Realism is at the forefront of my mind when I’m writing, and that goes far beyond what is merely ‘believable’. A young adult psychological thriller teams aspects of coming of age with life’s dark paths, and that takes some convincing. It’s less ‘believed’ but more ‘experienced’, just like any good novel ought to be. If you want to write realistic characters that don’t conform in today’s YA market, then read on for my two cents.
Lord of the Rings is ‘believable’, not because its components are real, but because they’re relatable on some level. We don’t empathise with Frodo because we’ve all had to carry a magical ring to Mordor, though many of us probably wish we had. We empathise because we all know how it feels to carry an incredible burden. We know he feels morally and ethically obliged to see it through, and at the cost of his own life, if necessary. We even know why Sam tags along as his devoted friend.
Our humanity guides every decision we make in our lives, whether you’re burdened with a magical ring of power, or burdened with making a cup of tea.
So what happens when you want to write about someone who doesn’t have a moral compass? What if you want to write about somebody who can’t empathise at all? What if your character is, essentially, broken?
That’s a tough one. To use a well-known character, take Patrick Bateman, for example. He’s a product of corporate America, right? There’re probably many contributing factors that make Patrick Bateman who is. In fact, they’re explored quite vividly in the novel American Psycho. Patrick is led by the social ‘norms’ of his particular circle; ‘norms’ he exploits to achieve his ever-climbing standards of power and insatiable thirst for it. All the while, he’s competing with people just like him. It’s an infuriating, pointless, void of an existence. He’s the personification of an ugly part of all of us living in a capitalist society.
And that’s what makes him such a compelling character. It’s the fact that no matter how gruesome or unfathomable he gets, there’s a part of us that recognises that in ourselves. Even if he’s an extended metaphor for it, we recognise it. We’ve all been victims of that power-hungry nature, either internally or externally. We’ve at least encountered it before and been (ideally) repulsed. Another popular example would be Tyler Durden in Fight Club; another personification of the same truths, if reversed. Tyler is the rejection of Bateman’s culture; he’s the inner rebellion.
Awareness is the binding thread. If our protagonist isn’t someone we’d necessarily champion, then it’s the awareness of their role, or their circumstances, or their inner demons, that compels us to read on. We’re exploring something we recognise; we don’t necessarily condone it, but we recognise it. We identify with it on some level, even if it’s only to gawp, or reel back in horror. Perhaps we even empathise. If we do, then what does that say about us? Are we really so removed from it all?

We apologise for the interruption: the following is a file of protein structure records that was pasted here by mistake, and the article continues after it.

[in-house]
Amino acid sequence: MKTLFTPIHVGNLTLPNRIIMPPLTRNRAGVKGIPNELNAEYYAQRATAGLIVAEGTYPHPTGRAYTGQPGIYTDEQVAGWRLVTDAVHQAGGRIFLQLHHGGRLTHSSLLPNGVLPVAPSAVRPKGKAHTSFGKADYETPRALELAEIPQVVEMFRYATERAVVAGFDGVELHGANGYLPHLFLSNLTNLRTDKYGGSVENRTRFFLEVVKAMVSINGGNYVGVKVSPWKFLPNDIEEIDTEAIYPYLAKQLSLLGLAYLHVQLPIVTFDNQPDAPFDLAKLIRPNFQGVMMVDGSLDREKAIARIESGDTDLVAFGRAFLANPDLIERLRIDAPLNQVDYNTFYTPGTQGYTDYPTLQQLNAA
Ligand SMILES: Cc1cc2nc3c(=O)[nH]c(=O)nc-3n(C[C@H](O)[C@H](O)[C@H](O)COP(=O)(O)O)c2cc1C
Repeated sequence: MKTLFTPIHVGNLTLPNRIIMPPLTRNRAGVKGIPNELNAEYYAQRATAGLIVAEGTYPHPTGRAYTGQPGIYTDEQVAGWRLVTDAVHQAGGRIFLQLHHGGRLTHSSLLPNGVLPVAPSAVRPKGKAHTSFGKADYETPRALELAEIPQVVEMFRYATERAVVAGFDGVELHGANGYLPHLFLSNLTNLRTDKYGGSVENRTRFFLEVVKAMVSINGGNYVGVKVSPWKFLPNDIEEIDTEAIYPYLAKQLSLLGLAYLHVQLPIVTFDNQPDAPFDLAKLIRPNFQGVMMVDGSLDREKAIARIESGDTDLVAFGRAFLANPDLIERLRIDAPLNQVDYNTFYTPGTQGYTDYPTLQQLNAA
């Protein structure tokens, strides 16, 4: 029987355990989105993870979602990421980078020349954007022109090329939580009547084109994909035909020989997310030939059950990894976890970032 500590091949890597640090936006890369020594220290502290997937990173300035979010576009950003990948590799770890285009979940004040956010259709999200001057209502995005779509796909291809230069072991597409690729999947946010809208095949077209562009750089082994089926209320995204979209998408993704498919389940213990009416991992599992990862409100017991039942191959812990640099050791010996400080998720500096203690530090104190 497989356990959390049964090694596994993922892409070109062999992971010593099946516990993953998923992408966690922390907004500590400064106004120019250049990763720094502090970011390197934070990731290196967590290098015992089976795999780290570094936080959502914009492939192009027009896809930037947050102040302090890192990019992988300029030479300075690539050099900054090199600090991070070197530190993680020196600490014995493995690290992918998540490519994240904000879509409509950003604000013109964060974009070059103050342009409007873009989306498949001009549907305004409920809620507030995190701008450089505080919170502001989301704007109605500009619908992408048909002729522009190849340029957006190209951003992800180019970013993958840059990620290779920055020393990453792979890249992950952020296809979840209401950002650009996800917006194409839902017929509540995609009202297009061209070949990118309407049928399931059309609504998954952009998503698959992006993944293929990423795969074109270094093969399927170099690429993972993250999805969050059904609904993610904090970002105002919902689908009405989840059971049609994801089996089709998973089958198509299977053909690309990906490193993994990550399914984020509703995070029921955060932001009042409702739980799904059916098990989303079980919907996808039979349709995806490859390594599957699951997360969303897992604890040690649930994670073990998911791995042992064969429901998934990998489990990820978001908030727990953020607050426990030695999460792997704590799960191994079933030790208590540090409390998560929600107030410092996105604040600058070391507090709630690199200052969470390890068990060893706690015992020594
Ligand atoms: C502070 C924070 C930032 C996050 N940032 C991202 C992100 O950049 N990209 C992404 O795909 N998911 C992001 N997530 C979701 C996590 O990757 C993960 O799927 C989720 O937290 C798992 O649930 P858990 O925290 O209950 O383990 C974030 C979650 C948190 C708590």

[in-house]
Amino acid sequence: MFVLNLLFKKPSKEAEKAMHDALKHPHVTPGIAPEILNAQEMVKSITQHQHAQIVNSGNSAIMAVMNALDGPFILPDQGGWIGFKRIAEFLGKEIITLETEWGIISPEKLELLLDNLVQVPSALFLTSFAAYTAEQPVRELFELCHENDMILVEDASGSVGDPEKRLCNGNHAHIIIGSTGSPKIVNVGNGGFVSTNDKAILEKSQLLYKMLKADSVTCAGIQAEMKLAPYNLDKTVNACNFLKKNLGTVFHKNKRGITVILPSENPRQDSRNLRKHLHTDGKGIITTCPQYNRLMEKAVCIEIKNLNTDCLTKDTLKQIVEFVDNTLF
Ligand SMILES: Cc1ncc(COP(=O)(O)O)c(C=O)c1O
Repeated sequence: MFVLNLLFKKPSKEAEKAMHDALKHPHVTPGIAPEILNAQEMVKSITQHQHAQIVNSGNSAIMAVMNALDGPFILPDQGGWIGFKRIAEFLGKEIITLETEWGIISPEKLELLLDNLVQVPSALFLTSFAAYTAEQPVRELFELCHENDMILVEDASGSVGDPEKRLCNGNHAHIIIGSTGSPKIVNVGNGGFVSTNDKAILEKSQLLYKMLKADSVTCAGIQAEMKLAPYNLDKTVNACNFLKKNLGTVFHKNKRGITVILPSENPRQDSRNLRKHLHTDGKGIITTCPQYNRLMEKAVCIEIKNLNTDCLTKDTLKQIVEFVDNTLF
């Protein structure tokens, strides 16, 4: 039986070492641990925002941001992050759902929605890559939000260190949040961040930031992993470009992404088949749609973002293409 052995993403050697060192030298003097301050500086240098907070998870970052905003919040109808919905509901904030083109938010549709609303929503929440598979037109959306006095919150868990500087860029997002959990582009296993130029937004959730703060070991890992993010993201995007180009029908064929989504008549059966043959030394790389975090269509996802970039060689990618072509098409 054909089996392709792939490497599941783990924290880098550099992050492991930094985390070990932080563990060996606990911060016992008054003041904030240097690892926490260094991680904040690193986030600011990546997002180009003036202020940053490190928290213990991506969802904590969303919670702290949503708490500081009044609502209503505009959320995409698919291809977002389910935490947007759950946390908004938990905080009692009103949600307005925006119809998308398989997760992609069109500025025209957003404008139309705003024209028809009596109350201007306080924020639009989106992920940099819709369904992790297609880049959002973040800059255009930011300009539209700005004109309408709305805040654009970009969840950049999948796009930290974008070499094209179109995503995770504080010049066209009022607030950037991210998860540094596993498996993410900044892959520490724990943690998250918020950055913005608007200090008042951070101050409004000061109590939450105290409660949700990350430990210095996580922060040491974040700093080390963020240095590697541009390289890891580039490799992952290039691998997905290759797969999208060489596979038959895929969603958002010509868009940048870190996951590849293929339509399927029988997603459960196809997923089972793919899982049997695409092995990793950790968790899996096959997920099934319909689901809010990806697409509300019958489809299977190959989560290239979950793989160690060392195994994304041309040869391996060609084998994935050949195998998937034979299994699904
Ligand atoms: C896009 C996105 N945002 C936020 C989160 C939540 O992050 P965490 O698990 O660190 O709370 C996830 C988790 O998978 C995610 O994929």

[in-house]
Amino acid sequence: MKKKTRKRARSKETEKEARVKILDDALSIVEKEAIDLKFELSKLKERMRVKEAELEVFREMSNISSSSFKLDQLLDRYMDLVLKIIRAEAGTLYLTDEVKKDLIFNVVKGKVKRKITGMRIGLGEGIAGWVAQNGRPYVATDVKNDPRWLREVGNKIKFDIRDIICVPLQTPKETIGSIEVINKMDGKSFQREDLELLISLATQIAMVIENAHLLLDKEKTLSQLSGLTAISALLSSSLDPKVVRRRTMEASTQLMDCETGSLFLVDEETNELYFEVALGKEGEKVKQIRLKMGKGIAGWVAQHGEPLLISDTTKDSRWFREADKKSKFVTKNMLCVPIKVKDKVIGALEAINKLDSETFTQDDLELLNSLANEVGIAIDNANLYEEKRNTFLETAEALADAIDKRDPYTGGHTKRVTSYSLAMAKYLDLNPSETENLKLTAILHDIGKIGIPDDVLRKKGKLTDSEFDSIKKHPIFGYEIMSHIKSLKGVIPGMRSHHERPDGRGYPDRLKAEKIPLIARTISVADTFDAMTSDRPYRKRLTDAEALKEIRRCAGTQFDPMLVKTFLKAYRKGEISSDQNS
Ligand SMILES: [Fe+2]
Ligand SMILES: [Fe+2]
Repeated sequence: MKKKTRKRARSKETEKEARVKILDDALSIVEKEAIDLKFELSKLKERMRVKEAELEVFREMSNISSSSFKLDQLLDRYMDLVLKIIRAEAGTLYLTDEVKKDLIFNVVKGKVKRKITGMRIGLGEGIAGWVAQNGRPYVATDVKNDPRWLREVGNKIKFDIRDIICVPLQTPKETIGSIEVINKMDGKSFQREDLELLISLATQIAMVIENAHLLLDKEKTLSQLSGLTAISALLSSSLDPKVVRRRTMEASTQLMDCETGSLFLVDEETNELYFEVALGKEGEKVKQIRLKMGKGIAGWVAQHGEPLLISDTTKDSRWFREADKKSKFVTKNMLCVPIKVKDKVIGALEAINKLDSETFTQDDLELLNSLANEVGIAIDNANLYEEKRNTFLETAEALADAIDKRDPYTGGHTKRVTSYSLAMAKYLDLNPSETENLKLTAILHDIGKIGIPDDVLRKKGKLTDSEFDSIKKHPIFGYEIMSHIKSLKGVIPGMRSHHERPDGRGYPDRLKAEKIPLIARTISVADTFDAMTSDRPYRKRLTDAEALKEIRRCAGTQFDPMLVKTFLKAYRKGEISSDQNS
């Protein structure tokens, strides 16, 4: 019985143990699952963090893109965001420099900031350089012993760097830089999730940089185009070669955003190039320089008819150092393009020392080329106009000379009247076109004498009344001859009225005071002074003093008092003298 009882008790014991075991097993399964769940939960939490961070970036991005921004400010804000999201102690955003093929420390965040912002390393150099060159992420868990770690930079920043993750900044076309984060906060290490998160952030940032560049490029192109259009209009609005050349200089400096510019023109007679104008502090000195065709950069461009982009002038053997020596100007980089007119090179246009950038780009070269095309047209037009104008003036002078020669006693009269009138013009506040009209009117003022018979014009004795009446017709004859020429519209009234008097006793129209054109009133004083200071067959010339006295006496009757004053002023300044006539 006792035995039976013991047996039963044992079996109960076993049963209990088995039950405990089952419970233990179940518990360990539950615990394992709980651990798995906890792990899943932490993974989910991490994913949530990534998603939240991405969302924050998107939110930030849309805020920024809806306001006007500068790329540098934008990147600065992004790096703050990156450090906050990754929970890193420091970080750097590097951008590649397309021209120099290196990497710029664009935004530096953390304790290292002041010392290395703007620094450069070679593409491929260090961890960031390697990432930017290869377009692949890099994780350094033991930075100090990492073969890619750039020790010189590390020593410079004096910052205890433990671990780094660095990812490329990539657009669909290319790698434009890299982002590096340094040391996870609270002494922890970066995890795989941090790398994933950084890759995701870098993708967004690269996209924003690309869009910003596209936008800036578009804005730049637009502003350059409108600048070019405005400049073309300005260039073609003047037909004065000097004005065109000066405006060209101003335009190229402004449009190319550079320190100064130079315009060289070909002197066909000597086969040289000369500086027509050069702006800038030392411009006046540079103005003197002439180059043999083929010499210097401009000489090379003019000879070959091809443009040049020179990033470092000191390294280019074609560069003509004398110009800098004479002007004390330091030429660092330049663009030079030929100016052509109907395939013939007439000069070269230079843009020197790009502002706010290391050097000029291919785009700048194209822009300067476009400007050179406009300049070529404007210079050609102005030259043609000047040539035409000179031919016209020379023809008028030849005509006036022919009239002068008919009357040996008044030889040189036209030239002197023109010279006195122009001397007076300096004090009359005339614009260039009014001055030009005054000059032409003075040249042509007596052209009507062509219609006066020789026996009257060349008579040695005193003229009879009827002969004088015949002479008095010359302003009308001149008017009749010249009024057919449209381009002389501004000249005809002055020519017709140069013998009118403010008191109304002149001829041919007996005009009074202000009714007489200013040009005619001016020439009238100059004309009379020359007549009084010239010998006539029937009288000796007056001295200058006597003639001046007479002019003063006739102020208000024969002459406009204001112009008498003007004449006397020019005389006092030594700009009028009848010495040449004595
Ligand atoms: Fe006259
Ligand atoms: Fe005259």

The matter of ‘realism’ takes on many dimensions. It isn’t simply a point of aesthetics, or world-building, or a character’s idiom. It’s in the grimy bits below the surface. It’s the monster we are forced to recognise in ourselves, if briefly, just to get a snapshot; enough to write a story about it. Then we cover them back up again, and pretend they aren’t there. That’s the luxury of a story. We get to pretend it’s all fictional.
But it isn’t. There are monsters in the real world. There are people that see a command where we see propaganda. They filter things differently to us; the world bends to suit their particular fairytale. Atrocities ensue. So if it’s enough to just read about them in the news, why write stories about them? Why have unreliable narrators and dysfunctional protagonists we can’t root for? Why write about monsters?
Ah, but you already know. It’s because writers are explorers. We make things tangible through our writing. The novel-writing process is a torch in the darkness. As quickly as we shed light on something, we’re plunging it in darkness again. Saucy stuff, this writing bizz, ain’t it? But therein lies the key to this whole ‘realism’ thing. It’s not necessarily the destination, but the journey, as the saying goes. Writers are searchers and explorers, and the novels are our letters home.
We’re saying, ‘Look, Ma, I discovered a monster!’
Curiosity is the key to realism. If we don’t explore our curiosities – if we focus only on aesthetics and marketable, ‘relatable’ characters we can champion – we miss out on the juicy bits. If you want to write a realistic character, you need only look at the world as you know it and twist it a little. Ask lots of ‘what ifs’. Discover monsters. They’re probably just friends you haven’t made yet.
And who says you can’t champion that?
Ava Bloomfield lives by the sea with her partner Matt and their Scottish Terrier, Sputnik.
When she’s not busy with her day job as a transcriber, Ava can be found rummaging in
charity shops for hidden treasure, mooching about in her local library, or writing her next novel.
Ava writes stand alone books about angsty teenagers.
Check out: Honest, All Girls Cry, Leap and Beyond on Goodreads.
Ways of chumming up to Ava:
Alternatively, send her a psychic message over the cosmos. She’s not quite tuned into it yet, but she’s certain it’ll happen any day now.